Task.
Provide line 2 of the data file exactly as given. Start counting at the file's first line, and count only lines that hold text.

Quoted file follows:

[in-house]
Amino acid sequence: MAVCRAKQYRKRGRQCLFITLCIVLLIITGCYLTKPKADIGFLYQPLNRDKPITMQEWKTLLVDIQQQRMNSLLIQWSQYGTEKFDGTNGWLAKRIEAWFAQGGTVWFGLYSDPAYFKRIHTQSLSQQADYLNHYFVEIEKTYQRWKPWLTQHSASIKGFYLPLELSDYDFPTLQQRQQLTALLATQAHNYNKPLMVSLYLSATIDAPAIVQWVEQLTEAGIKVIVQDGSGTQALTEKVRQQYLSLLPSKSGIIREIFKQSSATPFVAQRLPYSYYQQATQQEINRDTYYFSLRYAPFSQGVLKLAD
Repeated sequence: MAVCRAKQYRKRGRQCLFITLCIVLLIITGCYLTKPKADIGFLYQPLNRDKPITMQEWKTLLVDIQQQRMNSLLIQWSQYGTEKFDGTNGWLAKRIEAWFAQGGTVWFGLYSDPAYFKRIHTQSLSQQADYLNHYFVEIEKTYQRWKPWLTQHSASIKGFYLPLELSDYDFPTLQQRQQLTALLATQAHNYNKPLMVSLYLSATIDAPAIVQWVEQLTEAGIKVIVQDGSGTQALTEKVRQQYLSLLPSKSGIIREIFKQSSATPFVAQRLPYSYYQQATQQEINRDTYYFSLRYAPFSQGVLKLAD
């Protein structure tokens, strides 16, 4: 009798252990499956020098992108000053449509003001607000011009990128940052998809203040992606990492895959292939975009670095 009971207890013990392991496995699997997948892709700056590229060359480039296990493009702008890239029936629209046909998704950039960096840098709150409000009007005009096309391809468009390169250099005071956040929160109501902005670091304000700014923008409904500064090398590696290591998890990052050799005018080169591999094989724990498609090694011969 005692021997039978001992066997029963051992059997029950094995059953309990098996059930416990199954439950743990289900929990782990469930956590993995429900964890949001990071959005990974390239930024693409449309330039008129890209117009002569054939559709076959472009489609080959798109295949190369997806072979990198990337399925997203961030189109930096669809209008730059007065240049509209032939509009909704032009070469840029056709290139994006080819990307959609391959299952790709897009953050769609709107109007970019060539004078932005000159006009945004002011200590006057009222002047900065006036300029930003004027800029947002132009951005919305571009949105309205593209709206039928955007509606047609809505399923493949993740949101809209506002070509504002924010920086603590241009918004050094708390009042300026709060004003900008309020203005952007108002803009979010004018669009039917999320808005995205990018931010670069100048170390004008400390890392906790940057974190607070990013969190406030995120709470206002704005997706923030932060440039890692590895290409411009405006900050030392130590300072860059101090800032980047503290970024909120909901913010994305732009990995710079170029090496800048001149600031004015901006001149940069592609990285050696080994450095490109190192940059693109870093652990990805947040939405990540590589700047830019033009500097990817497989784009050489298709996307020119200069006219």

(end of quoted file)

Amino acid sequence: MAVCRAKQYRKRGRQCLFITLCIVLLIITGCYLTKPKADIGFLYQPLNRDKPITMQEWKTLLVDIQQQRMNSLLIQWSQYGTEKFDGTNGWLAKRIEAWFAQGGTVWFGLYSDPAYFKRIHTQSLSQQADYLNHYFVEIEKTYQRWKPWLTQHSASIKGFYLPLELSDYDFPTLQQRQQLTALLATQAHNYNKPLMVSLYLSATIDAPAIVQWVEQLTEAGIKVIVQDGSGTQALTEKVRQQYLSLLPSKSGIIREIFKQSSATPFVAQRLPYSYYQQATQQEINRDTYYFSLRYAPFSQGVLKLAD